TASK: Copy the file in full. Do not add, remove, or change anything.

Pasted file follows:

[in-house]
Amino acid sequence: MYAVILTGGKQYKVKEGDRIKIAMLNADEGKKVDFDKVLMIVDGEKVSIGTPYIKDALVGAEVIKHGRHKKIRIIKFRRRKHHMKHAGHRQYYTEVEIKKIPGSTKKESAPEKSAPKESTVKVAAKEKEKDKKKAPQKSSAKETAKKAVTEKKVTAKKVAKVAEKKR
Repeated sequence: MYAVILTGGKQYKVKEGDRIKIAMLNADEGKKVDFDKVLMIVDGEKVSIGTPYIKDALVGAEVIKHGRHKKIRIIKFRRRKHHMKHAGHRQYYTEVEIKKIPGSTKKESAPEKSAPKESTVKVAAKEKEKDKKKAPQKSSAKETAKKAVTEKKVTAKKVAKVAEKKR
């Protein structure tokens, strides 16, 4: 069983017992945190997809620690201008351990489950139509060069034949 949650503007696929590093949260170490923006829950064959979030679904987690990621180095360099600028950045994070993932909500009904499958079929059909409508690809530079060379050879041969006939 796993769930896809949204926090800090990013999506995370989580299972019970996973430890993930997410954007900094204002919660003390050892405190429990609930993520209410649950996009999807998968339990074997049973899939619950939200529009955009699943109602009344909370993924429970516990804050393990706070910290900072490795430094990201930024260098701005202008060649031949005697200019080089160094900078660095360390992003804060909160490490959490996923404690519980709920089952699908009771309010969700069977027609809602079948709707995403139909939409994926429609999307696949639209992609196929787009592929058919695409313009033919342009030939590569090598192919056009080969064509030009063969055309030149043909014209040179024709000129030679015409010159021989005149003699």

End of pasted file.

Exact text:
[in-house]
Amino acid sequence: MYAVILTGGKQYKVKEGDRIKIAMLNADEGKKVDFDKVLMIVDGEKVSIGTPYIKDALVGAEVIKHGRHKKIRIIKFRRRKHHMKHAGHRQYYTEVEIKKIPGSTKKESAPEKSAPKESTVKVAAKEKEKDKKKAPQKSSAKETAKKAVTEKKVTAKKVAKVAEKKR
Repeated sequence: MYAVILTGGKQYKVKEGDRIKIAMLNADEGKKVDFDKVLMIVDGEKVSIGTPYIKDALVGAEVIKHGRHKKIRIIKFRRRKHHMKHAGHRQYYTEVEIKKIPGSTKKESAPEKSAPKESTVKVAAKEKEKDKKKAPQKSSAKETAKKAVTEKKVTAKKVAKVAEKKR
């Protein structure tokens, strides 16, 4: 069983017992945190997809620690201008351990489950139509060069034949 949650503007696929590093949260170490923006829950064959979030679904987690990621180095360099600028950045994070993932909500009904499958079929059909409508690809530079060379050879041969006939 796993769930896809949204926090800090990013999506995370989580299972019970996973430890993930997410954007900094204002919660003390050892405190429990609930993520209410649950996009999807998968339990074997049973899939619950939200529009955009699943109602009344909370993924429970516990804050393990706070910290900072490795430094990201930024260098701005202008060649031949005697200019080089160094900078660095360390992003804060909160490490959490996923404690519980709920089952699908009771309010969700069977027609809602079948709707995403139909939409994926429609999307696949639209992609196929787009592929058919695409313009033919342009030939590569090598192919056009080969064509030009063969055309030149043909014209040179024709000129030679015409010159021989005149003699």